In Miles Kennan Womack', Jr.'s, Gadsden: A Florida County in Word and Picture, the existence of a medical effort centered in Quincy is dated to the passing of "Col. Holland's Florida Brigade" through the town. So far as can be determined, the "Col. Holland" so mentioned was D.P. Holland, who was irregularly appointed by Governor Perry in the days immediately following secession from the union, and before Governor John Milton took office. Col. Holland's tenure was very brief and limited to 1861, so apparently the ladies of Quincy became involved in medical affairs very early, probably before hostilities commenced in earnest, and continued that involvement throughout the war.
With little in the way of records to guide us it is difficult even to surmise how many Confederate soldiers lie buried in Soldiers Cemetery. Among other things, the plethora of volunteer units raised in the early months of the war were characterized more by enthusiasm than by organization, and it is a notable feature of the earlier days of units raised later on that their ranks were wracked by contagious disease and a conspicuous amount of death brought by such disease. It would be entirely reasonable to suspect that the earliest units had even more problems in this respect. Military training and routine operations with large numbers of armed men, too, can be inherently dangerous and there are accidental injuries and death. Later in the war it can be noted that there are known cases where recuperating soldiers did not recuperate, but suffered reverses and died... even after being sent home from hospitals in the most active theaters of the war. In the similar Confederate burial plot of the Old City Cemetery in nearby Tallahassee, a record of some of the burials was preserved, and many of those were from the period before units raised for Confederate service left the state... yet also included were burials of veterans up to at least a few years after the war was over.
For a rough guess at the possible number of burials, take the square footage of an area 50 feet by 117 feet ( 5,850 sq. ft.) and divide it by the amount of space one could easily fit a coffin into... say 3 feet by 7 feet (21 sq. ft.), and there could be approximately 278 burials in this plot. Were the deceased buried without benefit of coffins and anything resembling the assembly-line procedures used at a battle site or prisoner of war facility, for instance, there could be double that number (perhaps 556 burials); but these burials proceeded a few at a time at most and it would not be reasonable to assume such tight spacing. On the other hand, if a more relaxed spacing was utilized, or if the plot takes in additional area which was included perhaps for reasons of respect and reverence, to facilitate access, to maintain an area beside the graves for memorial services, or from just plain inefficient use of space at a time when cemetery space was seen as plentiful... there could a hundred or less burials represented. To the observer today there are no mounds or indentations in the ground's surface or any other indications of the actual burial arrangements at the site except the east/west alignment of the two markers (typical for Christian burials and consistent with the rest of the cemetery anyway) and the fence, which would have been erected at a time that the people involved could perhaps still see traces of the burial activities, but certainly that time would have been within the living memory of some of the people consulted or involved in erecting the perimeter fence... and though it is the main identifier of the area today and is presently in an advanced state of disrepair, when it was erected that iron fence around the plot undoubtedly represented a significant expenditure of effort and money and would not have been extended to enclose more area than there was purpose and meaning to enclose. If a range of 100 to 556 burials is considered inadequately specific, and a single number is to be estimated... that number could be cast as "perhaps about 150".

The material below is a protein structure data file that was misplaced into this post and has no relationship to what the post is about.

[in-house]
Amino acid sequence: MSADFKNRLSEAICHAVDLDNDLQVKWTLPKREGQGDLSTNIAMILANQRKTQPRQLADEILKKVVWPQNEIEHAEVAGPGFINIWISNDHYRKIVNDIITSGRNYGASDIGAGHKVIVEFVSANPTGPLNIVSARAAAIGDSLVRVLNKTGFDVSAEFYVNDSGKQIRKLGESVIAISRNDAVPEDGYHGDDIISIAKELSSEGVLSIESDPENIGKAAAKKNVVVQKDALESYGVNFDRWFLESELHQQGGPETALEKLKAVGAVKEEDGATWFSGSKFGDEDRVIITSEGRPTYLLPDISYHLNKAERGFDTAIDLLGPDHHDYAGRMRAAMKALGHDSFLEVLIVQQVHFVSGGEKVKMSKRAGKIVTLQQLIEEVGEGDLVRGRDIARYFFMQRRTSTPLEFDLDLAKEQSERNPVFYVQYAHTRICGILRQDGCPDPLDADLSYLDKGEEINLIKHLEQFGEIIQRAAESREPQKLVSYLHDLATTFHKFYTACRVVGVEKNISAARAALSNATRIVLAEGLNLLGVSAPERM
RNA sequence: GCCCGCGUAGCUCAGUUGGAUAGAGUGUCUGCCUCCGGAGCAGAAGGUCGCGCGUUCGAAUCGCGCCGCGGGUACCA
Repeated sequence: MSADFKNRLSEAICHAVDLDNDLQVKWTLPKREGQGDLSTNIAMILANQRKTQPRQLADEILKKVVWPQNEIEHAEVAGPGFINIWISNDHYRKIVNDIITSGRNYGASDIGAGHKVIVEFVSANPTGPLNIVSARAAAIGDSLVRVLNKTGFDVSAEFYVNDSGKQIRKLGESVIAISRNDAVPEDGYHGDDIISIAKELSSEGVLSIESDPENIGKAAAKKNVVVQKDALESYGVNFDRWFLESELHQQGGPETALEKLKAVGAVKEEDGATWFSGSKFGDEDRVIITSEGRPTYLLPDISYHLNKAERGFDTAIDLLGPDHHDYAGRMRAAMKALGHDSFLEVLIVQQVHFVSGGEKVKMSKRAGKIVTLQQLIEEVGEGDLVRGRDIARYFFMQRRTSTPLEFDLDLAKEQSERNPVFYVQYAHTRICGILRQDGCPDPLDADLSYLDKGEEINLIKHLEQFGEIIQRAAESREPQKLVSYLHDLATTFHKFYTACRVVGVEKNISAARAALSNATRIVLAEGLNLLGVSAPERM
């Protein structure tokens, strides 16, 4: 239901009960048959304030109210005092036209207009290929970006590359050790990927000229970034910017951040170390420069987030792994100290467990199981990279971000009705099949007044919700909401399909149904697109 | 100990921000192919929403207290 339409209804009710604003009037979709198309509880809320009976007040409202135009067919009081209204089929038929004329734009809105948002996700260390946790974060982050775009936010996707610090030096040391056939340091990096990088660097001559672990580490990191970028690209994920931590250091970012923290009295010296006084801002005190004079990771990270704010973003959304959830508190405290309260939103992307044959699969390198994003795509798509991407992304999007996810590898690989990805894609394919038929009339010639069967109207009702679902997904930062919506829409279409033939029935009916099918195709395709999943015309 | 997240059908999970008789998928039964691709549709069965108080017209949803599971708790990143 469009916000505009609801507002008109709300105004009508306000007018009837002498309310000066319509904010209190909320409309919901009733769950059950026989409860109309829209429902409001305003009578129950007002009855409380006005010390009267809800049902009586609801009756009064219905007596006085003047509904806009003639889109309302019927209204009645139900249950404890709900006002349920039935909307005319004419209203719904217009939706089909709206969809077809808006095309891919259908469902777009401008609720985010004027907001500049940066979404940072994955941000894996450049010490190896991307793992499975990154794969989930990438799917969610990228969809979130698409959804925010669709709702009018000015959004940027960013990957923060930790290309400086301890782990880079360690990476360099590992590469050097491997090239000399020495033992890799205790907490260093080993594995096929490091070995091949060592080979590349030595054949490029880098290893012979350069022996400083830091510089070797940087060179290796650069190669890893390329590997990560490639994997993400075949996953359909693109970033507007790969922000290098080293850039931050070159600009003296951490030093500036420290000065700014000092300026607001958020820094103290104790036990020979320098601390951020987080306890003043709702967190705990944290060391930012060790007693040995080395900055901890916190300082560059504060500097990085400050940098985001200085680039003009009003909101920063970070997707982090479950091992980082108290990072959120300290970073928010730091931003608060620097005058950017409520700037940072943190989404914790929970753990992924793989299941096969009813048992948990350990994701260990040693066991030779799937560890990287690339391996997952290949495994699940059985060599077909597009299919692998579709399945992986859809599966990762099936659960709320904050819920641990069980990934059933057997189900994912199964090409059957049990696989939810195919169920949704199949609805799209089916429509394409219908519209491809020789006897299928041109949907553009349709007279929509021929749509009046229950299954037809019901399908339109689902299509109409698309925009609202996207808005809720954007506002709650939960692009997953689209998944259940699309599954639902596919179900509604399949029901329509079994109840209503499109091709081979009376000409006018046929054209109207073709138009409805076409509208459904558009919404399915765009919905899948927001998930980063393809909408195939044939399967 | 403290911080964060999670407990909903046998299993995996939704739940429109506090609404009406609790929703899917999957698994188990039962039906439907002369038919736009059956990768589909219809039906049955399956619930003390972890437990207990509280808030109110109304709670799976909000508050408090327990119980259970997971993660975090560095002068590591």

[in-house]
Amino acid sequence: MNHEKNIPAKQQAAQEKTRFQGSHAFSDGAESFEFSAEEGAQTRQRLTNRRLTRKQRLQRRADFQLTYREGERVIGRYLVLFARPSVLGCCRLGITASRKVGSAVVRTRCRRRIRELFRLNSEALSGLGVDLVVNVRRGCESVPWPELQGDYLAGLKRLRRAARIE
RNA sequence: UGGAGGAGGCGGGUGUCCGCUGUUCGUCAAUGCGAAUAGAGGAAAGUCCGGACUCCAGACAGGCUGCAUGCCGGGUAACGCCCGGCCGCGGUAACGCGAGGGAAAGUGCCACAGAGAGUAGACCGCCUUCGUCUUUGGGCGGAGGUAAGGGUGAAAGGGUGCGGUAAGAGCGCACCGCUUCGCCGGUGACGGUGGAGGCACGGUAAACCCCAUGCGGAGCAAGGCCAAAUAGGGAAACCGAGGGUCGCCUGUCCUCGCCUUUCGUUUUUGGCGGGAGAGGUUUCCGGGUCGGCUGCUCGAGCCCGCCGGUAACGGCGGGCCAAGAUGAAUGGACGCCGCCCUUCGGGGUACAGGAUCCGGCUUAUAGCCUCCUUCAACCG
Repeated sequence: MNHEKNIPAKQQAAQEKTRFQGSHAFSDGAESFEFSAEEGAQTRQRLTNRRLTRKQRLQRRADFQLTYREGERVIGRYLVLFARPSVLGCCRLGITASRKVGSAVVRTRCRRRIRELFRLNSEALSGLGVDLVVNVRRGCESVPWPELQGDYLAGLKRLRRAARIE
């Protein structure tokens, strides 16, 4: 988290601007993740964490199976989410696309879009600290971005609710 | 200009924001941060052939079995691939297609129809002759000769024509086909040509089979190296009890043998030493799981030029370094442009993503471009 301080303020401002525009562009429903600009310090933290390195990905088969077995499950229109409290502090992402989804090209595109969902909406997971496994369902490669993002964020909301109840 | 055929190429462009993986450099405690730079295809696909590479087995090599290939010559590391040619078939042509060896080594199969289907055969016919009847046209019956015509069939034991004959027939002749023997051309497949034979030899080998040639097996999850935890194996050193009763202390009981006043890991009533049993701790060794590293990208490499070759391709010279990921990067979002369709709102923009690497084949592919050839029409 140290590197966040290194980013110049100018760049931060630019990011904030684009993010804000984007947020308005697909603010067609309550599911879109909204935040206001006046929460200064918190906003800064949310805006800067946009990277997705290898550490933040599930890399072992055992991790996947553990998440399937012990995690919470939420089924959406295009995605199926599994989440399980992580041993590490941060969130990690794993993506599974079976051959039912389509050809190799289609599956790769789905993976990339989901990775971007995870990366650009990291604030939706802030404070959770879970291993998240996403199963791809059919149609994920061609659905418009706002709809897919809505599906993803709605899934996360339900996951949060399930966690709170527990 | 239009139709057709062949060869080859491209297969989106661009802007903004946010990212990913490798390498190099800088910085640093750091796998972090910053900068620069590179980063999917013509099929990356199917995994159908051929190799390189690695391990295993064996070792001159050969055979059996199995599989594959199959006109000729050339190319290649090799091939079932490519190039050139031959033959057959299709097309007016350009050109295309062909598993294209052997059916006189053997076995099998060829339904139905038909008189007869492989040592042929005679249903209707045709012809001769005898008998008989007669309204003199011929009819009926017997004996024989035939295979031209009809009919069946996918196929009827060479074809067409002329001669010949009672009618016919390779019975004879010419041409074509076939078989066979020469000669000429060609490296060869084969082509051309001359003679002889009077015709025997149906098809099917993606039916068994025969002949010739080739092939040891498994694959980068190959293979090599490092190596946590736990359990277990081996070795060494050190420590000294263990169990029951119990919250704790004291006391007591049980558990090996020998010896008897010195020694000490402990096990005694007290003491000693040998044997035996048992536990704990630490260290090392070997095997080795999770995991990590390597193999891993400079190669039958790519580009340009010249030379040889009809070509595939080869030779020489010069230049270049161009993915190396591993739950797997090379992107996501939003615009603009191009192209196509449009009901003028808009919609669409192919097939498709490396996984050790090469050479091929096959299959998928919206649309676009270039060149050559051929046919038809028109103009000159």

In spite of the lack of a local record of burial, surviving Confederate records can be searched for indications of particular soldiers having died at Quincy, Florida, and from those records can be derived a partial and fragmentary list of some of the soldiers who may be buried in Soldiers Cemetery. However as an additional caveat even to that... while the vast number of wartime casualties were buried in the very near vicinity of the place that they died, there are many cases known where families retrieved the bodies either near the time of death or later, and brought them home for burial. For many of the soldiers who died at Quincy home was not in or terribly near Quincy, but may have been within feasible transport distance and there is no reason at all to think that every Confederate soldier who died in Quincy is buried there... yet most likely the bulk of them were.